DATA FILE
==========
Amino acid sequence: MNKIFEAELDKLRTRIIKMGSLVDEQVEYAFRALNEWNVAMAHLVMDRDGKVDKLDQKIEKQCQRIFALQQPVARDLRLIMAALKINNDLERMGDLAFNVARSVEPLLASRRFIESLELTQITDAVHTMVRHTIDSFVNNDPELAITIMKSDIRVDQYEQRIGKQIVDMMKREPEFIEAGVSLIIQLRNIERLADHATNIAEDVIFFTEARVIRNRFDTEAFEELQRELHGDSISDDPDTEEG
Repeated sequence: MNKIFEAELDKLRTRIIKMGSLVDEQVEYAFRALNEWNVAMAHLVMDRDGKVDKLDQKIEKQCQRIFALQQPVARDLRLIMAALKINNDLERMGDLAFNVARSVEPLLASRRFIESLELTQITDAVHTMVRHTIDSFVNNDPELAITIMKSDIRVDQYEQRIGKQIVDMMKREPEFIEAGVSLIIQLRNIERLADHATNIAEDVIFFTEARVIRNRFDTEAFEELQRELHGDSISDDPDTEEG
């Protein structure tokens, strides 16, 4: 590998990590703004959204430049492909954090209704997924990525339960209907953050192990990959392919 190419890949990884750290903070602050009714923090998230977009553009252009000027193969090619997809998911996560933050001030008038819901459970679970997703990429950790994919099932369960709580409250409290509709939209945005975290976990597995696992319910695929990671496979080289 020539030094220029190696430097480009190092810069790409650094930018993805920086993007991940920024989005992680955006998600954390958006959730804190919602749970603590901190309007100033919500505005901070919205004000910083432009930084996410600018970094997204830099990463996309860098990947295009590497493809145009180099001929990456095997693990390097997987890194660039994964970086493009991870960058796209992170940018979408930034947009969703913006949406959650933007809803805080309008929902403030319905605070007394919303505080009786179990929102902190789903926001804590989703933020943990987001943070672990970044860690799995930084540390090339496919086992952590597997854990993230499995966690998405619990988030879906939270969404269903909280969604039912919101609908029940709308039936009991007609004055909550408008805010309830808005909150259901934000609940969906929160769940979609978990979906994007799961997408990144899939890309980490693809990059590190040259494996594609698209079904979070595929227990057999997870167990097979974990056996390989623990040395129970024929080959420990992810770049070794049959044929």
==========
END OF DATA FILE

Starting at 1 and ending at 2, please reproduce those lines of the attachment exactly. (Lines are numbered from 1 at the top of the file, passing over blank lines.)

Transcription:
Amino acid sequence: MNKIFEAELDKLRTRIIKMGSLVDEQVEYAFRALNEWNVAMAHLVMDRDGKVDKLDQKIEKQCQRIFALQQPVARDLRLIMAALKINNDLERMGDLAFNVARSVEPLLASRRFIESLELTQITDAVHTMVRHTIDSFVNNDPELAITIMKSDIRVDQYEQRIGKQIVDMMKREPEFIEAGVSLIIQLRNIERLADHATNIAEDVIFFTEARVIRNRFDTEAFEELQRELHGDSISDDPDTEEG
Repeated sequence: MNKIFEAELDKLRTRIIKMGSLVDEQVEYAFRALNEWNVAMAHLVMDRDGKVDKLDQKIEKQCQRIFALQQPVARDLRLIMAALKINNDLERMGDLAFNVARSVEPLLASRRFIESLELTQITDAVHTMVRHTIDSFVNNDPELAITIMKSDIRVDQYEQRIGKQIVDMMKREPEFIEAGVSLIIQLRNIERLADHATNIAEDVIFFTEARVIRNRFDTEAFEELQRELHGDSISDDPDTEEG